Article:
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Stanlake Samkange’s Insufferable Zimbabwe: Distanciating Trauma from the Novel to Philosophy

Published online by Cambridge University Press:  23 April 2021

Abstract

This article theorizes the Zimbabwean writer Stanlake Samkange’s turn from the novel to philosophy as an effort to circumvent the representational pressure exerted by African cultural traumatization. In breaking with the novel form to coauthor a philosophical treatise called Hunhuism or Ubuntuism in the same year as Zimbabwe achieves independence (1980), Samkange advances a comportment-based, deontological alternative to the psychic or subjective model of personhood that anchors trauma theory. Revisiting the progression from his most achieved novel, The Mourned One, to Hunhuism or Ubuntuism thus offers fresh insight into the range of options available to independence-era writers for representing the relationship between African individuality and collectivity. At the same time, it suggests a complementary and overlooked relationship between novelistic and philosophical forms in an African context.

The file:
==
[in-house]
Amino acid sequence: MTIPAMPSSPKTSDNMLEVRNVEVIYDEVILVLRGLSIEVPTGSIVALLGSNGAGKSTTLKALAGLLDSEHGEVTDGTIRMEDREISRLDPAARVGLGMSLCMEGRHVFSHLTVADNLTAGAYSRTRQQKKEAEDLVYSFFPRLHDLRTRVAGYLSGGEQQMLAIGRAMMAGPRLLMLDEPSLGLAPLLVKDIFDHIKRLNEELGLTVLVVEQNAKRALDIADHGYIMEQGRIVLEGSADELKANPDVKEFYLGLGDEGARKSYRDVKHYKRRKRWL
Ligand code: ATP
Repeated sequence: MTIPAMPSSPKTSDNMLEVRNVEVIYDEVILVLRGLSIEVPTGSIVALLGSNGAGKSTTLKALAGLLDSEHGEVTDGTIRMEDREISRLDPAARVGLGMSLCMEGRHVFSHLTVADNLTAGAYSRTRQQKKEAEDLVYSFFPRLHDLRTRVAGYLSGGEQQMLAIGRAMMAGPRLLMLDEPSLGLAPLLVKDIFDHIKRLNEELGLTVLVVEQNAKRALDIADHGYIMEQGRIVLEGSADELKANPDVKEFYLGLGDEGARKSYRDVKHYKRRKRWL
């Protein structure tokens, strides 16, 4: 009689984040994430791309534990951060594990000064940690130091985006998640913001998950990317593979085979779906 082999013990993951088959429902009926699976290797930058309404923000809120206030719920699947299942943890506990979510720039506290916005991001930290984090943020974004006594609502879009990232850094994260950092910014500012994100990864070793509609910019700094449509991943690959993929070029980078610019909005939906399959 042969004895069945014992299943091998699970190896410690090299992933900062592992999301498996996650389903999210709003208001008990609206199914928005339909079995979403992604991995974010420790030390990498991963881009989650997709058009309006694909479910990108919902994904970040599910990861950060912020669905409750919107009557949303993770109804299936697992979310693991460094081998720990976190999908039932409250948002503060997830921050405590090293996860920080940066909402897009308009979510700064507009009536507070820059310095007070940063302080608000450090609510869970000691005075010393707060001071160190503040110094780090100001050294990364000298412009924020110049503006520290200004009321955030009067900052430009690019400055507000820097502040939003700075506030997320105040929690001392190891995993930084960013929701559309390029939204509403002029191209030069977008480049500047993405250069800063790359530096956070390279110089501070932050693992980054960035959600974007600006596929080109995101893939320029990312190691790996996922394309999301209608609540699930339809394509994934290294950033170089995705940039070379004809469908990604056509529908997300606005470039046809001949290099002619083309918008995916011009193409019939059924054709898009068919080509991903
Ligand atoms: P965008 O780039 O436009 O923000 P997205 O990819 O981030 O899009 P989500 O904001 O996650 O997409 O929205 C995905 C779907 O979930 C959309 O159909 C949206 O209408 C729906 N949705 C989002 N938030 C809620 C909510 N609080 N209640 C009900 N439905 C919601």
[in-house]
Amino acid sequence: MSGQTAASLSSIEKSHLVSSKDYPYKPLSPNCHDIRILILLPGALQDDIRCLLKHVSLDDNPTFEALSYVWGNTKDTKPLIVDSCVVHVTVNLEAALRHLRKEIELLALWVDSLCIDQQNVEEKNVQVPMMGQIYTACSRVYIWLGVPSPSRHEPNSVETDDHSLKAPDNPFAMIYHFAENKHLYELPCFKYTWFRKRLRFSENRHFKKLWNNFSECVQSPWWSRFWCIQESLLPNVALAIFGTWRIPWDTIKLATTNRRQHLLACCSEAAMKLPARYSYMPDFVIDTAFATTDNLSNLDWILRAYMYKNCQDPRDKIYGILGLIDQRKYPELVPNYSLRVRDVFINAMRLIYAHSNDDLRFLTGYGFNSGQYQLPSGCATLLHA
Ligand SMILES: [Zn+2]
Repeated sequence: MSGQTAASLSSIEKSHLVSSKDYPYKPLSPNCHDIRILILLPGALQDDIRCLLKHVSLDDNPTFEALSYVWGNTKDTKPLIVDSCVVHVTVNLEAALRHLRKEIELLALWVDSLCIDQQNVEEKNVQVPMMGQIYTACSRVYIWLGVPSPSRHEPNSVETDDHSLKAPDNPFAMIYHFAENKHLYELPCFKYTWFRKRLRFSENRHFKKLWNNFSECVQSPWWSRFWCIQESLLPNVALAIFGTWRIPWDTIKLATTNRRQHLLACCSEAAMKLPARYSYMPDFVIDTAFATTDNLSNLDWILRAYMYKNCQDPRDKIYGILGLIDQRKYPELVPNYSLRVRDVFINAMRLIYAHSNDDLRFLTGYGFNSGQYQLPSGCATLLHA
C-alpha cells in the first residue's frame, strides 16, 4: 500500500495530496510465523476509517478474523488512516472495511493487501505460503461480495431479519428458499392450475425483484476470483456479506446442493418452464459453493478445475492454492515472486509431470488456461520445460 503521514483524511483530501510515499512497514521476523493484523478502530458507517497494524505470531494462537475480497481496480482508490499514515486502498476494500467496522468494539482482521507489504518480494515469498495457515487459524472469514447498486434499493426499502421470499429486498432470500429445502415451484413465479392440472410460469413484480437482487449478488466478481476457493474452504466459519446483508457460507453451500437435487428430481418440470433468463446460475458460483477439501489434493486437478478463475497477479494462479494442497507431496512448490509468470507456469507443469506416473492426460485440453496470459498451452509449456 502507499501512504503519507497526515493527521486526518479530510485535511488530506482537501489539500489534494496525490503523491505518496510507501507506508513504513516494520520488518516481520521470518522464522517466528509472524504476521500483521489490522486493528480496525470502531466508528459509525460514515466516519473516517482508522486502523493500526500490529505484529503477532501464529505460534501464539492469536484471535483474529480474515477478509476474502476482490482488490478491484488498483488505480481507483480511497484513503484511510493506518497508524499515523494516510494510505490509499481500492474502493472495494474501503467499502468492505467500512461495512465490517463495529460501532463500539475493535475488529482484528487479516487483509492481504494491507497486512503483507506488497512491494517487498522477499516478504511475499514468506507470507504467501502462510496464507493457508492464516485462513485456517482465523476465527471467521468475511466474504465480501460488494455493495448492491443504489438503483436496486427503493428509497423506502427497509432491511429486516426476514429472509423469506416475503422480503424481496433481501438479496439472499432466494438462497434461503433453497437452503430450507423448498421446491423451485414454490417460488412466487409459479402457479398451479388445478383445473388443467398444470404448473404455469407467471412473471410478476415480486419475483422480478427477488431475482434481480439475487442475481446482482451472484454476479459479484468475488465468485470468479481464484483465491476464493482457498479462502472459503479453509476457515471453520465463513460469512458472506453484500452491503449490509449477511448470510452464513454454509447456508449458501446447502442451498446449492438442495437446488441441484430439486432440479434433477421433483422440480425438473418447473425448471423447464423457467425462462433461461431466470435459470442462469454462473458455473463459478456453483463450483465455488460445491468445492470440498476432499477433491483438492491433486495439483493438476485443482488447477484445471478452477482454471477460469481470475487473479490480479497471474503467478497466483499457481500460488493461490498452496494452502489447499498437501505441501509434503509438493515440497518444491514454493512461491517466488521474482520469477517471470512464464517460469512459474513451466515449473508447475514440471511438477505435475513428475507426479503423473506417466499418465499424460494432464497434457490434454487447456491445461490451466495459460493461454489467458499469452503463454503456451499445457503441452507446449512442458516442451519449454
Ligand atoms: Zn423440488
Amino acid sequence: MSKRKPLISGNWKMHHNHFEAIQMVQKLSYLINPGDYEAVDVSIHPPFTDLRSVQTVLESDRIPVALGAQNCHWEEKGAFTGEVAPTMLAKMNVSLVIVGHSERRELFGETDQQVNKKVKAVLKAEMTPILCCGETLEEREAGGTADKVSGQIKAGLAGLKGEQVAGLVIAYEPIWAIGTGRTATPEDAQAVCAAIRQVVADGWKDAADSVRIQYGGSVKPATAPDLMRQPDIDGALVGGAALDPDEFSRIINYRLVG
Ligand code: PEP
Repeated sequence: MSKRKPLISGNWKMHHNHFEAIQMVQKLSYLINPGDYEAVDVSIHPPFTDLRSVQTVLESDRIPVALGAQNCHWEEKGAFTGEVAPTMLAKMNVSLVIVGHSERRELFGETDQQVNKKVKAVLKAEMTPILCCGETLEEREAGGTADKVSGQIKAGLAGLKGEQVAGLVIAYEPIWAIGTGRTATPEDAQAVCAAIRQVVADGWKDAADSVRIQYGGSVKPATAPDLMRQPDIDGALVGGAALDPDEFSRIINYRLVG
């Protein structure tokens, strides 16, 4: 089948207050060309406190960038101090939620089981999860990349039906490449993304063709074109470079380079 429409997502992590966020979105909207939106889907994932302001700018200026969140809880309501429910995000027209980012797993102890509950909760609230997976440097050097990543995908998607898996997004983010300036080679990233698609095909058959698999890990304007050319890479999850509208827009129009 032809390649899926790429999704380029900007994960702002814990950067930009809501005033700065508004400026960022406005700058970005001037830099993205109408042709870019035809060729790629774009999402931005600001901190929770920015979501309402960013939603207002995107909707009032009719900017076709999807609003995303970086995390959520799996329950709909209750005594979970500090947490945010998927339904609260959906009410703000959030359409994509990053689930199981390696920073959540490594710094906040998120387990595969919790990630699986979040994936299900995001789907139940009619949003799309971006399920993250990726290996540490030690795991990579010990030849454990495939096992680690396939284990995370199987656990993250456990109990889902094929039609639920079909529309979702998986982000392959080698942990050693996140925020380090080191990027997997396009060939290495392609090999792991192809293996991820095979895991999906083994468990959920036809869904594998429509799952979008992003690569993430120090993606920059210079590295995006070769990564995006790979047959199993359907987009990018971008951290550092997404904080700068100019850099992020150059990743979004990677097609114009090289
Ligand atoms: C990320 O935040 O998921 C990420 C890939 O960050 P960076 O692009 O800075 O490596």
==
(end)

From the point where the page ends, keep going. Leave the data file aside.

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© The Author(s), 2021. Published by Cambridge University Press

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References

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30 Samkange with Samkange, Hunhuism or Ubuntuism, 39. Following Tarisayi A. Chimuka’s essay “Ethics Among the Shona,” the Shona word kuenzanisa/kuenzaisa would best correspond to this sense of “justice conceived as fairness”; see Zambezia 281 (2001): 23–37, esp. 34. I think it is worth adding here that kuenzanisa can also be translated as “to compare.” Interestingly, Chimuka then follows Herbert Chimhundu in seeing the Shona tendency to offer proverbs in contradictory pairs as evidence of a cultural bias toward moderation (ibid.).

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68 The kingdom or empire of Mutapa, often written elsewhere Mwenemutapa, lasted from 1430 to 1760, and the Rozwi empire, which emerged from Mwenemutapa, from 1684 to 1834. The Samkanges’ main purpose in introducing them is to show the diverse origins of what is collectively referred to as “Shona” culture.

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